The Texas-ization Of The 2014 Toyota Tundra (The 1794 CrewMax 4X4)

Front 3/4 view of 2014 Toyota Tundra CrewMax 1794 and its reflection in a pond
The 2014 Toyota Tundra 1794.
What will it take for Toyota to become the official pickup truck of the U.S.A.?  Despite being built in Texas, which should boost its credibility with the more than one million people who buy pickup trucks every year, Toyota's big truck is still sixth in sales, behind Ford F-150, Chevrolet Silverado,  Ram 1500, GMC Sierra and Toyota's own mid-size Tacoma.

Back in January, in a review of the 2014 Toyota Tundra Limited, Michael hit on some very likely reasons for the continued struggle to make Toyota's big truck as dominant in its segment as the Corolla and Camry are in theirs.

For now, Toyota's answer appears to be to double-down on Texas. For purely business reasons, most of the company's marketing arm is packing up and leaving Southern California for the Lone Star State soon. And this year, Tundra has added a fifth trim level, a step above the previous top-of-the-line Platinum, the 1794.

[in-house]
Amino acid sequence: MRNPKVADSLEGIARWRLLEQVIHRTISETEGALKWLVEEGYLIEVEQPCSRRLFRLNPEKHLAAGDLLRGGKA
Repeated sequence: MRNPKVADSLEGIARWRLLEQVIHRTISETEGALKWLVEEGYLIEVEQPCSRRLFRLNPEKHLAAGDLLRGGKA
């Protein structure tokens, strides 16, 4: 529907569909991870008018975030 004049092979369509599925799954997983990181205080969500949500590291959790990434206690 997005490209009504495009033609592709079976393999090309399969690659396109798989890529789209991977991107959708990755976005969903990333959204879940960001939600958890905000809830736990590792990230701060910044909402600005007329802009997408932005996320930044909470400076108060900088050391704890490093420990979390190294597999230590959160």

Rear 3/4 view of 2014 Toyota Tundra 1794
2014 Toyota Tundra 1794.

Think of it as Toyota's answer to the F-150 King Ranch, with lots of saddle-colored leather and lots of branding reminding you and your passengers that you have selected the 1794.  Why 1794? That is the founding date of the JLC Ranch, on which land the Toyota Tundra manufacturing plant is built.  Yes, that's a tiny bit obscure, and perhaps more than a tiny bit.  After all, long before it showed up in Ford trucks, King Ranch had a tremendous reputation as a maker of quality saddles. The two words alone meant something.  The number "1794" will require some explaining.

That aside, it is as we found the Limited four months ago, but with considerably more in the way of features. Click here for a side-by-side comparison of what you get as you climb the Tundra model ladder.

Interior view of 2014 Toyota Tundra 1794
2014 Toyota Tundra 1794 interior.
Base price for the 1794 CrewMax 4x4 is $47,320.  The EPA mileage estimate is the same as in the Limited, a behind-the-pack 13 miles per gallon city, 17 highway. Ford, Chevrolet, Ram and GMC all do better.

Our test truck went easy on the options, adding $470 for a blind spot monitor with rear cross-traffic alert, $345 for running boards, $220 for 20-inch chrome wheels and $365 for a bedliner.  With $995 delivery processing and handling fee, the as-tested price was $49,715.

Please don't misunderstand. The Toyota Tundra 1794 is a very nice truck.  But it does nothing better than the competition, is worse in a key area of cost of ownership (fuel economy) and is named after the answer to a trivia question.  For Toyota to become number one or even number three in pickup trucks, they need to conquer Ford, Chevrolet, GMC and Ram buyers. There is still no compelling reason for them to switch.